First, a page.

FDA Accepts Isatuximab for Priority Review for Treatment of Transplant-Ineligible Multiple Myeloma


Isatuximab is used in combination with bortezomib, lenalidomide, and dexamethanose.

The FDA has accepted for priority review the supplemental biologics license application for isatuximab (Sarclisa; Sanofi-aventis), in combination with bortezomib (Velcade; Millennium/Takeda and Janssen Pharmaceutical Companies), lenalidomide (Revlimid; Zydus Pharmaceuticals Inc), and dexamethanose (VRd), for the treatment of patients with transplant-ineligible newly diagnosed (ND) multiple myeloma (MM).1 This decision is based on the positive results from the IMROZ phase 3 clinical study (NCT03319667), which measured the success of isatuximab in combination with VRd.1 If approved, this treatment would mark the first anti-CD38 therapy available in combination with VRd therapy for patients with NDMM.1-2

multiple myeloma blood cells

The ability of isatuximab to bind to CD38 enhances cytotoxicity of myeloma cells and modulates the tumor microenvironment, making cancer cells more susceptible to immune system attacks. Image Credits: © Marharyta - stock.adobe.com

MM affects more than 130,000 individuals in the United States, making it the second most common hematologic cancer with an estimated 32,000 diagnoses each year.3 In recent years, multiple studies have noted success in use of isatuximab in combination with standard-of-care therapies for patients. Positive results have been observed for populations who are relapsed or refractory (R/R) or are transplant ineligible.3-5 These findings have established isatuximab as a critical component of the standard-of-care treatment regimen for MM.

Isatuximab is a monoclonal antibody that targets CD38, which is found on the surface of malignant MM cells. When isatuximab binds to CD38, it helps the immune system identify and destroy cancerous cells through antibody-dependent, cell-mediated cytoxocity, as well as activation of natural killer cells, increased phagocytic activity of monoctyes, and complement dependent cytotoxicity. The ability of isatuximab to bind to CD38 enhances cytotoxicity of myeloma cells but also modulates the tumor microenvironment, making the cancer cells more susceptible to immune system attacks.6

In the global, randomized, multi-center, open-label IMROZ phase 3 clinical study, 466 patients with transplant-ineligible NDMM across 21 countries and 104 centers were administered isatuximab in combination with VRd. The primary endpoint was progression-free survival, with secondary endpoints of complete response, minimal residual disease negativity, very good partial response or better, and overall survival. Study authors also measured metrics such as overall response rates to treatment, including time to progression, duration of response, time to first response, time to best response, and safety.2

Patients received isatuximab intravenously at a dose of 10 mg/kg once per week for 5 weeks during a 42-day cycle and once every 2 to 4 weeks in combination with subcutaneous bortezomib, oral lenalidomide, and IV or oral dexamethasone. Following this initial treatment, patients were administered isatuximab for 28-day cycles in combination with lenalidomide and dexamethasone at the standard dose every 2 weeks from cycles 5 to 17 and every 4 weeks in cycles 18 and up.2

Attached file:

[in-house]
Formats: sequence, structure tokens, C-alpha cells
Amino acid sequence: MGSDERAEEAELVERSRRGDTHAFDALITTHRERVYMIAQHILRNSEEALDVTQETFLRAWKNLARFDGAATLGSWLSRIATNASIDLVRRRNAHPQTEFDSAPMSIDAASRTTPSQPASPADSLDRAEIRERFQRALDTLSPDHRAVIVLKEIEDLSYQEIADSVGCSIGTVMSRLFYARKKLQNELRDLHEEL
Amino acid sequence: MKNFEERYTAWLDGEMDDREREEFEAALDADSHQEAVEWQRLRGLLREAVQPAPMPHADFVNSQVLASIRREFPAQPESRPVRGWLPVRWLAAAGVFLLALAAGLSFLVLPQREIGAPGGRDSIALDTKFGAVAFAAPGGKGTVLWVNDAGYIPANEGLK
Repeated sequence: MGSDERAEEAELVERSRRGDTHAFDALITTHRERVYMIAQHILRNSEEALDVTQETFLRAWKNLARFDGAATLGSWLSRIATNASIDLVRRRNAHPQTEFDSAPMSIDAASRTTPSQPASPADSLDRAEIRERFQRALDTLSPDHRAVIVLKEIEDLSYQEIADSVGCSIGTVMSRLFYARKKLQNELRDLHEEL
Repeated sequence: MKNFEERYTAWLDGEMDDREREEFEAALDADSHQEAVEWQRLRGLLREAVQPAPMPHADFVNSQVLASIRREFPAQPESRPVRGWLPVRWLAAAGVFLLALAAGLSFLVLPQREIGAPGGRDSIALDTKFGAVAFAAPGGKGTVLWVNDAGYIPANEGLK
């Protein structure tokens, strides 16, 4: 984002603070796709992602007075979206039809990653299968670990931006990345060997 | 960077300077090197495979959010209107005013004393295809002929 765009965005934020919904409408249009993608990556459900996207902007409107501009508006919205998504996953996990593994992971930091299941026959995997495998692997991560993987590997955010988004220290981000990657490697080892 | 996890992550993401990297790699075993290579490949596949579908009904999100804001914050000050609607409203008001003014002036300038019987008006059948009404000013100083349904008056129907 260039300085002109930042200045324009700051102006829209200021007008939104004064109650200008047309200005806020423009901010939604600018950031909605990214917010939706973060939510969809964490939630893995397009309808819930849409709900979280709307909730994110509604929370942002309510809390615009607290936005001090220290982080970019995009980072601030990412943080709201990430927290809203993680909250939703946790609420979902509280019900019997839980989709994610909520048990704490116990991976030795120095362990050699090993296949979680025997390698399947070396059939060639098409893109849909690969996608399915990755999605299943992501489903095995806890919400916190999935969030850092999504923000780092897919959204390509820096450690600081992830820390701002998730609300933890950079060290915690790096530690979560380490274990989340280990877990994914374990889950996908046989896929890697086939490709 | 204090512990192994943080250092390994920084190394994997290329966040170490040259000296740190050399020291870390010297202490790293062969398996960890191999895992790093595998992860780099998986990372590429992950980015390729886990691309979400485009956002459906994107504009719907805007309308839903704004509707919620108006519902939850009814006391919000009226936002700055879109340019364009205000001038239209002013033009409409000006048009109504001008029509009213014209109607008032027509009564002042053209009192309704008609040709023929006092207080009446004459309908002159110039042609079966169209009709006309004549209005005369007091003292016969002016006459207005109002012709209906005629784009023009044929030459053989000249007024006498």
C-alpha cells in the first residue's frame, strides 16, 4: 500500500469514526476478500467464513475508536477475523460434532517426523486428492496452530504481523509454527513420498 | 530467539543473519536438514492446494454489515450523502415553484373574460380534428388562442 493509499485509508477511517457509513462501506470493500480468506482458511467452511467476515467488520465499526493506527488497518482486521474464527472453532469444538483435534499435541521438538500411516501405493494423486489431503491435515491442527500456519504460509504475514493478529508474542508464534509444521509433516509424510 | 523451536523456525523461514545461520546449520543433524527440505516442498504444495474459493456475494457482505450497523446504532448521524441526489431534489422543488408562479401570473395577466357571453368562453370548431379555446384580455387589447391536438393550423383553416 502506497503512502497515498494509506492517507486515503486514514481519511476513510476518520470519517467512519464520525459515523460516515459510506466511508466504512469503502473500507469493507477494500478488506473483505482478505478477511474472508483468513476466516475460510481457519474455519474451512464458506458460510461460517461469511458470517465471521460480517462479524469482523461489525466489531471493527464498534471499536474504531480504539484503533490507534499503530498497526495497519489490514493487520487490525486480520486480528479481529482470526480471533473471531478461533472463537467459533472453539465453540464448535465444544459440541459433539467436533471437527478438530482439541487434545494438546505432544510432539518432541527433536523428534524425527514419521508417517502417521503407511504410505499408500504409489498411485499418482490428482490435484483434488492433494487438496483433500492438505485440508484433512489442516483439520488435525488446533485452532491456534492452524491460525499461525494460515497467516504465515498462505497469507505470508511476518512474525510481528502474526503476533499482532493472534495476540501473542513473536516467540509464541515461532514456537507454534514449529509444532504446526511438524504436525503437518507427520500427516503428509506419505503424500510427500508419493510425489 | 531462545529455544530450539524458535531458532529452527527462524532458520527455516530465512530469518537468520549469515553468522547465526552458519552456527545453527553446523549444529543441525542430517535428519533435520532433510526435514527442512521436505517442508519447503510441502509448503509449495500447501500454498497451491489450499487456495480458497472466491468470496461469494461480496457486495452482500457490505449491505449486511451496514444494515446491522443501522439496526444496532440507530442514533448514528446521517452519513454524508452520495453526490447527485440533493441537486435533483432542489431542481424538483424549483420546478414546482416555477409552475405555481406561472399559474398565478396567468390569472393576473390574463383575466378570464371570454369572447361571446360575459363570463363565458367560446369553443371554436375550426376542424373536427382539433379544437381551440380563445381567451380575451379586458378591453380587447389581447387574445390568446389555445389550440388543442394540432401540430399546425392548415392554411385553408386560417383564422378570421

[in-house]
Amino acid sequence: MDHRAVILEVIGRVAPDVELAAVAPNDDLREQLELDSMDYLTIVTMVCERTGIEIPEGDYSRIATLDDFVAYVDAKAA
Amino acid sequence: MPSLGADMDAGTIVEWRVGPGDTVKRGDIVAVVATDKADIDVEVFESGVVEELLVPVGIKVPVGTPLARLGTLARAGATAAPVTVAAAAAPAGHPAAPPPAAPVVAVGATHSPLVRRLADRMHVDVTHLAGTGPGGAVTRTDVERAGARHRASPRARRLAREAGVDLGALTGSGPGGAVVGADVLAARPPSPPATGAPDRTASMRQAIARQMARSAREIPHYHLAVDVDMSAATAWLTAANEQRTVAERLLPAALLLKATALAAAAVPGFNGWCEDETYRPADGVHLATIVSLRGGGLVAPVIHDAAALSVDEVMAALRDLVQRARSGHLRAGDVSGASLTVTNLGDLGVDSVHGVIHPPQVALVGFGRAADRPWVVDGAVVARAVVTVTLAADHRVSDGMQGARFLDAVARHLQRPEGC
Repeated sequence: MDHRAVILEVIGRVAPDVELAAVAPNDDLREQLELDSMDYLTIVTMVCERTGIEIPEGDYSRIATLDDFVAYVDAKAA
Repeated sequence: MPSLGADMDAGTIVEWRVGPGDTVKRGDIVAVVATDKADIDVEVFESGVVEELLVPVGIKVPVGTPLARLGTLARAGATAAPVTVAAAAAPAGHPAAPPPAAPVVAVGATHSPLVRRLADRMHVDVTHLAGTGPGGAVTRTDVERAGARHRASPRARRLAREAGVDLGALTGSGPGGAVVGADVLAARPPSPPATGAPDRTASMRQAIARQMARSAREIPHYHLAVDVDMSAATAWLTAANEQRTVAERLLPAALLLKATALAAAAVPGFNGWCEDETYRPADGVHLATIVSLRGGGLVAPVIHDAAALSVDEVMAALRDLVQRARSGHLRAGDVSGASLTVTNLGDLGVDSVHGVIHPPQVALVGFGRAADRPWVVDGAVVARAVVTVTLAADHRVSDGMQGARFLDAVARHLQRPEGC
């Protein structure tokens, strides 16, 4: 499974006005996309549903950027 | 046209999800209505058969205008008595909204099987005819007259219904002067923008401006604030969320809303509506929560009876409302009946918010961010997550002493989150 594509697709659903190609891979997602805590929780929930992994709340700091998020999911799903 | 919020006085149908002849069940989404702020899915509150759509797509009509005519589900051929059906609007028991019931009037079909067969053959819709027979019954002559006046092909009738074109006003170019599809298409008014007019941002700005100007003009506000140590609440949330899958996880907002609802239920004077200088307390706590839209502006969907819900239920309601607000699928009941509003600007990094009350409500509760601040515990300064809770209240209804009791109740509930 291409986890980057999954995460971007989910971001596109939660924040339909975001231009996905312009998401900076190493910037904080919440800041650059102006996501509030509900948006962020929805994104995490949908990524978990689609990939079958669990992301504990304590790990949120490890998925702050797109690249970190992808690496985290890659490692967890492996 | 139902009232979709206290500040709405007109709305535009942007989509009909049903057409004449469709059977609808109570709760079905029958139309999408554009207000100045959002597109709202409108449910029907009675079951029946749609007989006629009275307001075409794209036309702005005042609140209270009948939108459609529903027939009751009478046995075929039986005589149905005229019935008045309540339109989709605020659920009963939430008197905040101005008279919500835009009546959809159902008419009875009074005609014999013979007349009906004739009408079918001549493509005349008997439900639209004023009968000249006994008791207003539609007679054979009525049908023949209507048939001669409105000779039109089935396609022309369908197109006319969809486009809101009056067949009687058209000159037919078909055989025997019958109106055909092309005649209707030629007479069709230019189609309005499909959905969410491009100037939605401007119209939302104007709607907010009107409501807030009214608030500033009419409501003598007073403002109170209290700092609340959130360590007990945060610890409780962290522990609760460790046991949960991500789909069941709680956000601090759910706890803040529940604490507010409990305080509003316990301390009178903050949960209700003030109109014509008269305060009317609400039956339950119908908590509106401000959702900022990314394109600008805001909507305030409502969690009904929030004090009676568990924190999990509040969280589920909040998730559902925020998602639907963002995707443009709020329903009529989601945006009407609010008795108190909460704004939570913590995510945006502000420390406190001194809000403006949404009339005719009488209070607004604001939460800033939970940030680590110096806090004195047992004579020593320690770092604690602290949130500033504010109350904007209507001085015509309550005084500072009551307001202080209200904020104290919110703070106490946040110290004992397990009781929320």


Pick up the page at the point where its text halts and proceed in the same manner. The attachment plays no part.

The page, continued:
Isatuximab is currently approved for use in combination with pomalidomide and dexamethasone for the treatment of certain patients with R/R MM in >50 countries in the United States and Europe. Furthermore, the combination of isatuximab, carfilzomib (Kyprolis; Amgen Inc), and dexamethasone has been approved for use in patients with R/R MM, who have undergone 1 to 3 prior lines of therapy in the United States, and in patients with MM who have received at least 1 prior therapy in Europe.1

“Despite recent advancements in [MM] treatment, there remains a significant unmet need for new frontline therapies, particularly for transplant-ineligible patients, who can face poor outcomes from the disease,” said Dietmar Berger, MD, PhD, chief medical officer and global head of development at Sanofi, in a press release. “The filing acceptances, as well as the FDA’s Priority Review designation, reinforce our confidence in [isatuximab] as a potential best-in-class treatment and represent a critical step toward advancing this combination in a difficult-to-treat cancer.”1

1. Sarclisa accepted for FDA priority review for the treatment of transplant-ineligible newly diagnosed multiple myeloma. Press release. Sanofi. May 27, 2024. Accessed May 28, 2024. https://www.sanofi.com/en/media-room/press-releases/2024/2024-05-27-05-00-00-2888291
2. Sanofi. Clinical benefit of SAR650984, bortezomib, lenalidomide and dexamethasone combination in NDMM patients not eligible for transplant (IMROZ).ClinicalTrials.gov identifier:NCT03319667. Updated April 8, 2024. Accessed May 28, 2024. https://clinicaltrials.gov/study/NCT03319667
3. Pharmacist medication insights: isatuximab for multiple myeloma. Pharmacy Times. May 21, 2022. Accessed May 28. 2024. https://www.pharmacytimes.com/view/pharmacist-medication-insights-isatuximab-for-multiple-myeloma
4. Oncology overview: isatuximab-irfc (sarclisa) for relapsed/refractory multiple myeloma. Pharmacy Times. October 5, 2021. Accessed May 28, 2024. https://www.pharmacytimes.com/view/oncology-overview-isatuximab-irfc-sarclisa-for-relapsed-refractory-multiple-myeloma
5. Sarclisa combination shows positive results in patients with relapsed multiple myeloma. Pharmacy Times. May 18, 2022. Accessed May 28, 2024. https://www.pharmacytimes.com/view/sarclisa-combination-shows-positive-results-in-patients-with-relapsed-multiple-myeloma
6. Zhu C, Song Z, Wang A, et al. Isatuximab acts through fc-dependent, independent, and direct pathways to kill multiple myeloma cells. Front Immunol. 2020;11:1771. doi:10.3389/fimmu.2020.01771
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